I would describe my hair as ‘kinky’. Apart from the fly-aways, frizz and actual kinks, it’s really hard to tame. I would also consider it ‘quite damaged’ from all that dyeing. I’ve been dyeing my hair since I was 10, so it’s only natural my hair’s turned into such a crucial state. On another note, the state of my hair hasn’t stopped me from dyeing my hair. I’ve had my fair share of Manic Panic days, going wild and red, to implementing hidden soylent green streaks, and even dual colored bangs – half red, half blue. Ah, college!
I currently sport a fairly noticeable color set now. 1/4 of my head is peroxide blonde, and you know very well it’s only achievable with a the six-letter B-word of beauty – bleach. I’d take a picture, but I’m gonna rock the hell out of my Samsung GALAXY Note drawing capabilities!
Now that I’ve sported this look that requires monthly maintenance, I sadly get bored with my hair very quickly. And with bleached hair, the best thing to do is to take the opportunity to infuse a zany color that’ll knock your socks off. And that is what I did. With damaged hair, you’ll want to avoid any form of chemical-coloring treatment, and that includes semi-permanent dye. Manic Panic may be as gentle, but after 10 times of touch-ups, you’ll wind up with split-ends anyhow. So, I decided to give food coloring a try, and I chose pink!
Food coloring is the cheapest (at RM2) when adding a little fun to your hair without the damage. The only downside is that it can get really messy and you’ll have to touch it up every four to five days, depending on how often you wash your hair. A lot of tutorials recommend mixing it with conditioners and shampoo and leaving it in for 20 minutes. That “can” tint your hair slightly, but if you want some full-blown effect, I recommend using food coloring on it’s own! You’ll have vivid hues and it’ll last longer than mixing it with shampoo or conditioner.
How to Dye Your Hair With Food Coloring*
What you need:
Gloves (lots of it)
A bottle of food coloring
Baby oil or Olive Oil
A mixing bowl
A hair-dyeing brush and comb
An old tshirt (preferably black if you aim to reuse it)
1. Depending on the thickness of your hair, how much coverage you want and the intensity of the color, pour out as much color as you can into the mixing bowl. Remember to wear gloves because food coloring will absorb into your skin within a second, and it’ll be there for days, so watch out for that manicure!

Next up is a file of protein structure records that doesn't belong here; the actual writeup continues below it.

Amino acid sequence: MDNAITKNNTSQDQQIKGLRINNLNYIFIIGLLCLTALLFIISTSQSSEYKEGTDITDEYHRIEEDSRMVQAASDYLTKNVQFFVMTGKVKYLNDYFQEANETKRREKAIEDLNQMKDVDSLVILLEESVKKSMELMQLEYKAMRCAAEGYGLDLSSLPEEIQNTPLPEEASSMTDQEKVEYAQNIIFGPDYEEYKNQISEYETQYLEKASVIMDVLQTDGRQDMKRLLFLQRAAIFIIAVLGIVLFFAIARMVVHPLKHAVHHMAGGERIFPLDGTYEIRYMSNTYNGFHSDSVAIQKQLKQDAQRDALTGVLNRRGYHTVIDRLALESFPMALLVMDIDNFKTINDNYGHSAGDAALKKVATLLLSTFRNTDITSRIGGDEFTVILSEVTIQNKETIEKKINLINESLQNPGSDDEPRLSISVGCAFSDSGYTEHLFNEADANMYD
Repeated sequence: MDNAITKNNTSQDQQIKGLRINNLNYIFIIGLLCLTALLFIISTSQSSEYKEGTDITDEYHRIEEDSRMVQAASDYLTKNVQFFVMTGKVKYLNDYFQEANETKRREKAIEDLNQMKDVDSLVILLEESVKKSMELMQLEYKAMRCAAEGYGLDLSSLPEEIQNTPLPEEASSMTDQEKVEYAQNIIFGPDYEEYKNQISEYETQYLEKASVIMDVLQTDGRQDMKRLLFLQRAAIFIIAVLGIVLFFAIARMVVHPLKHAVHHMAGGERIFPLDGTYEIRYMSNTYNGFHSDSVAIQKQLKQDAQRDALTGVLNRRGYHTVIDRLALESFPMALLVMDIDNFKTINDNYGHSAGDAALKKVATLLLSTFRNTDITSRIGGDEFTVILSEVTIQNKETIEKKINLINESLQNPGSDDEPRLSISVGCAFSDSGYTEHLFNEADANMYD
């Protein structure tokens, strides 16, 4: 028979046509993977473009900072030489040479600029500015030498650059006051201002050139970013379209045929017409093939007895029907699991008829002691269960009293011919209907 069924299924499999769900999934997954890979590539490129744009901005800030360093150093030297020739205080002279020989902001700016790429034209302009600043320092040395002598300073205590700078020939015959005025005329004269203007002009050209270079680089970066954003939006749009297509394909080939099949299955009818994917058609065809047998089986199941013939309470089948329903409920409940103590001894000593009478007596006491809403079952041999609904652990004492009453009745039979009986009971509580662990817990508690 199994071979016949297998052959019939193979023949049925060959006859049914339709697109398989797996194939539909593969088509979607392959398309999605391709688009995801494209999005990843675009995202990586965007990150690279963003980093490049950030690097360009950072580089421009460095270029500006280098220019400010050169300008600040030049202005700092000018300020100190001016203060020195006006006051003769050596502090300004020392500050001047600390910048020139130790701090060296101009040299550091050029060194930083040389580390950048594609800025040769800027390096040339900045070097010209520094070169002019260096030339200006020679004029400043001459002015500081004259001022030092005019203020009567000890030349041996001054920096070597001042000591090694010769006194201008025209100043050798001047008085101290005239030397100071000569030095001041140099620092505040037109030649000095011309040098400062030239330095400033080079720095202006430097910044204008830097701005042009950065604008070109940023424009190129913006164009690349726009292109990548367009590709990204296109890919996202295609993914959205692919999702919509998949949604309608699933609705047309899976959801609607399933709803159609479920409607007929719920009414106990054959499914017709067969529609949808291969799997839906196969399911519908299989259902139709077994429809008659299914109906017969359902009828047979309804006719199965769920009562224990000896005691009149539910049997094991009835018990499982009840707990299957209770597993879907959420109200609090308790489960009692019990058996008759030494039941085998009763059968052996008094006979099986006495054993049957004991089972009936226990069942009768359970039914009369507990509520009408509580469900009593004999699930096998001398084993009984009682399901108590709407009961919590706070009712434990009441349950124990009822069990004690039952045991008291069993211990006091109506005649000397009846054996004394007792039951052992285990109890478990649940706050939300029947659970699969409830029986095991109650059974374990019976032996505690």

2. Rub oil all over your hairline, neck and shoulders. The more the better.
3. Apply the hair color using the brush and spread evenly in sections. QUICK TIP: If you want a quick do, just pour the liquid into your hand and just spread it all over like you would with hair serum. That’s how I did it!
4. Leave it on for five minutes. Just five. Or ten. Five is sufficient. Apply heat with a hairdryer to help the color “soak in”.
5. Rinse it off with your gloves on. Use cold water and let the water run for a few minutes until the water gets less intense. Spread some conditioner to moisturize your hair. Just remember that the more you rinse, the more color will come off.
6 Using your towel, quickly wrap your wet hair into a turban. Give it five minutes and then use the hairdryer to set the color into the follicles of the hair.
7. Style as usual.
*This process only works on blonde or bleached hair.
Spunky bright pink hair that will fade off with each wash. If you want the whole pastel look, you’ll be happy to know that you can achieve it within a day or so. As you can see the roots look a little orange. The roots will be the first to fade since you generally shampoo your roots first. You can choose to pour some coloring into your shampoo and conditioner, but that will make the process really messy.
But for the effort of only RM2 a bottle, why complain? You can always play around with as many colors as you’re willing to try, and what’s available in the supermarket. And now.. I think it’s time for me to edit my sketch a little.
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